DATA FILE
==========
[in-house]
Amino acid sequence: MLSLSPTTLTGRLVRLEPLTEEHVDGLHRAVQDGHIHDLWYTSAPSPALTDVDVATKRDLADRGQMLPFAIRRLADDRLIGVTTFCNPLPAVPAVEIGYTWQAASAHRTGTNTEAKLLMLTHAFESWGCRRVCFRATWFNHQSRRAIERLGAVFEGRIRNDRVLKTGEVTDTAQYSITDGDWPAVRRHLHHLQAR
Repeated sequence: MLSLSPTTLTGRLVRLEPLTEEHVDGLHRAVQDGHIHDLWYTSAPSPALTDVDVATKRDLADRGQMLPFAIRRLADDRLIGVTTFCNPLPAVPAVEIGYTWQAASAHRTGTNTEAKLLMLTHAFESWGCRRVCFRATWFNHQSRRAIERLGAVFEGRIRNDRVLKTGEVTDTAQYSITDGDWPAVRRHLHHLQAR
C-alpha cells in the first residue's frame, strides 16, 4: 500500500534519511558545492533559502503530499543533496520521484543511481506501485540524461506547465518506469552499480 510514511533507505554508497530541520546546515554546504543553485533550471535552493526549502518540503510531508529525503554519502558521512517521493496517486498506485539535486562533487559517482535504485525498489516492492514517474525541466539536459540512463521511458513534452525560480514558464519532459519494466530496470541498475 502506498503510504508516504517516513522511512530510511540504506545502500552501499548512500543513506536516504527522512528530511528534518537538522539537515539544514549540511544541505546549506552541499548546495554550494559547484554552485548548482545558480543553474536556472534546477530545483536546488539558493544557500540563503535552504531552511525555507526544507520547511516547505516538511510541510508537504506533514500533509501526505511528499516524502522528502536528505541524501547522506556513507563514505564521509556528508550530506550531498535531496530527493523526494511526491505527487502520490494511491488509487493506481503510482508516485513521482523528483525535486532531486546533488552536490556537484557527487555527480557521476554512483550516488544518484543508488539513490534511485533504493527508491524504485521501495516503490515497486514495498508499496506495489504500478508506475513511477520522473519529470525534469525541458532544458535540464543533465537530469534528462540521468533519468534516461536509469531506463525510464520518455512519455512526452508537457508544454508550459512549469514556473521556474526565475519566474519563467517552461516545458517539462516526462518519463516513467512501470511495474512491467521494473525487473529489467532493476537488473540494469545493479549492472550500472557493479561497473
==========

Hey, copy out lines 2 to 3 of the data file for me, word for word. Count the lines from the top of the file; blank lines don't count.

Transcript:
Amino acid sequence: MLSLSPTTLTGRLVRLEPLTEEHVDGLHRAVQDGHIHDLWYTSAPSPALTDVDVATKRDLADRGQMLPFAIRRLADDRLIGVTTFCNPLPAVPAVEIGYTWQAASAHRTGTNTEAKLLMLTHAFESWGCRRVCFRATWFNHQSRRAIERLGAVFEGRIRNDRVLKTGEVTDTAQYSITDGDWPAVRRHLHHLQAR
Repeated sequence: MLSLSPTTLTGRLVRLEPLTEEHVDGLHRAVQDGHIHDLWYTSAPSPALTDVDVATKRDLADRGQMLPFAIRRLADDRLIGVTTFCNPLPAVPAVEIGYTWQAASAHRTGTNTEAKLLMLTHAFESWGCRRVCFRATWFNHQSRRAIERLGAVFEGRIRNDRVLKTGEVTDTAQYSITDGDWPAVRRHLHHLQAR